Spring Peeper

A Pinkletink

A Northern Spring Peeper (Pseudacris crucifer) commonly called a "Pinkletink" in Martha's Vineyard.
A Northern Spring Peeper (Pseudacris crucifer) called a "Pinkletink" in Martha's Vineyard.

The Northern Spring Peeper (Pseudacris crucifer) - formerly Hyla crucifer, commonly called a "Pinkletink" in Martha's Vineyard, is a small tree frog only about an inch (2.5 cm) long. The Peeper is distinguished by the dark cross forming an often incomplete X shaped mark on its back. This X is the origin of the species name crucifer, meaning “one who bears a cross” in Latin.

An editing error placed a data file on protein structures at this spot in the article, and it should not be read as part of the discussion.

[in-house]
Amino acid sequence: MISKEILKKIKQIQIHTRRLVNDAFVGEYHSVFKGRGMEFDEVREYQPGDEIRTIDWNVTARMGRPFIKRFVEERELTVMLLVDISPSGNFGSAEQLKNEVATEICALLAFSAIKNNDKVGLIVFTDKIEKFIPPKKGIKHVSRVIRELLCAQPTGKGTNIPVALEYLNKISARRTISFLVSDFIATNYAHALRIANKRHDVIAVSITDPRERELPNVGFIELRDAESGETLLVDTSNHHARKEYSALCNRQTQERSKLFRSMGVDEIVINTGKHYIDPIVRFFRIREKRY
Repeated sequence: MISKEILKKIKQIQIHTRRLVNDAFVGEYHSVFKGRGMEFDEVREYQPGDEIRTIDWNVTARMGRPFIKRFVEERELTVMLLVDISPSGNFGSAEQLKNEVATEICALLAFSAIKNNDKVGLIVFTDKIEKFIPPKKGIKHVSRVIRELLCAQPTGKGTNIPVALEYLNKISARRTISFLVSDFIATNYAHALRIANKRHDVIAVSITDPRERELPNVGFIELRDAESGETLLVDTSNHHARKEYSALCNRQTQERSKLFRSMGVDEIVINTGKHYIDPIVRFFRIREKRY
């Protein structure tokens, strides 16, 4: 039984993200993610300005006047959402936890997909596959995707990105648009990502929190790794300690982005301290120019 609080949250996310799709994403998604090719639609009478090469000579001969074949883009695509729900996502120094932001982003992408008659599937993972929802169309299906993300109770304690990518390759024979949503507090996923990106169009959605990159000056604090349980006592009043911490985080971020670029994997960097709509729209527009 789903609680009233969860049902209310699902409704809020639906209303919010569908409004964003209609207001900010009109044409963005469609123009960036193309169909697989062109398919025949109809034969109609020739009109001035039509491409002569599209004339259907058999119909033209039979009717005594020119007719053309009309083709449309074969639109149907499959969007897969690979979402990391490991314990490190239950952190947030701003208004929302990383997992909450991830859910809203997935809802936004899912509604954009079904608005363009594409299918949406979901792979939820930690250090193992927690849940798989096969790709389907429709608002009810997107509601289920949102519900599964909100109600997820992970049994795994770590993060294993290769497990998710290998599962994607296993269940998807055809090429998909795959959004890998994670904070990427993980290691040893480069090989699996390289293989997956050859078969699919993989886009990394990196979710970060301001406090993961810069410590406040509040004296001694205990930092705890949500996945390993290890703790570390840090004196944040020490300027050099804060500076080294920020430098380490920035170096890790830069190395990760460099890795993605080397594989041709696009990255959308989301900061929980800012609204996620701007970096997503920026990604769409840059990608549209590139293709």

Spring Peepers are rarely seen. But starting in mid to late March at Distant Hill Gardens, usually before the ice is out of the ponds, they are always heard. They are one of the first signs of spring here in New England.


Spring Peepers have large "vocal sacs" under their chins. They pump these sacs full of air until they look like a full balloon, then let out a mighty "peep" while discharging the air. The easiest way to see calling Peepers is to look for their shiny vocal sacs, which look like 25-cent pieces, inflating and deflating as they call. Only males emit the loud peeping call, which establishes a territory and attracts females. On warm spring evenings, the concentrations of calling "Pinkletinks" around ponds and wetlands can be incredibly loud.